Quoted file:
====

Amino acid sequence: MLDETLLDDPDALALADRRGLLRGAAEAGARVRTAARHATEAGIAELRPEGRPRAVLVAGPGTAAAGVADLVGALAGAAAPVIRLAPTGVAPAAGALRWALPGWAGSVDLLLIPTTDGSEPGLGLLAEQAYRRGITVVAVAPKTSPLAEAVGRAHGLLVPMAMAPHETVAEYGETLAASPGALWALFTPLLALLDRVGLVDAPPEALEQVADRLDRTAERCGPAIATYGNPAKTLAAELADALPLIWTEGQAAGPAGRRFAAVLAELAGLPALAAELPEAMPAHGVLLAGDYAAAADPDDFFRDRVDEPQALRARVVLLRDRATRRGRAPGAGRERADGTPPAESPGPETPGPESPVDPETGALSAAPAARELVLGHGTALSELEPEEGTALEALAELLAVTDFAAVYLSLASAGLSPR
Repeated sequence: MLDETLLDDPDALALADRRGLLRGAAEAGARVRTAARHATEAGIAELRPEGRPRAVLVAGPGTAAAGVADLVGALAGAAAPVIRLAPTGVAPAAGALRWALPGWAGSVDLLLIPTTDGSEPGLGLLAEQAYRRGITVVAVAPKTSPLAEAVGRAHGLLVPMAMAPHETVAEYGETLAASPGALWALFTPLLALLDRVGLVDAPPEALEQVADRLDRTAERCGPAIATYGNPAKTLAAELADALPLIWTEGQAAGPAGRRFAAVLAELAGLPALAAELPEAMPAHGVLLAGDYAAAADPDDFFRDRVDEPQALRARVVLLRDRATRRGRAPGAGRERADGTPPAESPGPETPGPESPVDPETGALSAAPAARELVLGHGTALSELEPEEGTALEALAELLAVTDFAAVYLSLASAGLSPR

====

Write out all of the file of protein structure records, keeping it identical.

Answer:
Amino acid sequence: MLDETLLDDPDALALADRRGLLRGAAEAGARVRTAARHATEAGIAELRPEGRPRAVLVAGPGTAAAGVADLVGALAGAAAPVIRLAPTGVAPAAGALRWALPGWAGSVDLLLIPTTDGSEPGLGLLAEQAYRRGITVVAVAPKTSPLAEAVGRAHGLLVPMAMAPHETVAEYGETLAASPGALWALFTPLLALLDRVGLVDAPPEALEQVADRLDRTAERCGPAIATYGNPAKTLAAELADALPLIWTEGQAAGPAGRRFAAVLAELAGLPALAAELPEAMPAHGVLLAGDYAAAADPDDFFRDRVDEPQALRARVVLLRDRATRRGRAPGAGRERADGTPPAESPGPETPGPESPVDPETGALSAAPAARELVLGHGTALSELEPEEGTALEALAELLAVTDFAAVYLSLASAGLSPR
Repeated sequence: MLDETLLDDPDALALADRRGLLRGAAEAGARVRTAARHATEAGIAELRPEGRPRAVLVAGPGTAAAGVADLVGALAGAAAPVIRLAPTGVAPAAGALRWALPGWAGSVDLLLIPTTDGSEPGLGLLAEQAYRRGITVVAVAPKTSPLAEAVGRAHGLLVPMAMAPHETVAEYGETLAASPGALWALFTPLLALLDRVGLVDAPPEALEQVADRLDRTAERCGPAIATYGNPAKTLAAELADALPLIWTEGQAAGPAGRRFAAVLAELAGLPALAAELPEAMPAHGVLLAGDYAAAADPDDFFRDRVDEPQALRARVVLLRDRATRRGRAPGAGRERADGTPPAESPGPETPGPESPVDPETGALSAAPAARELVLGHGTALSELEPEEGTALEALAELLAVTDFAAVYLSLASAGLSPR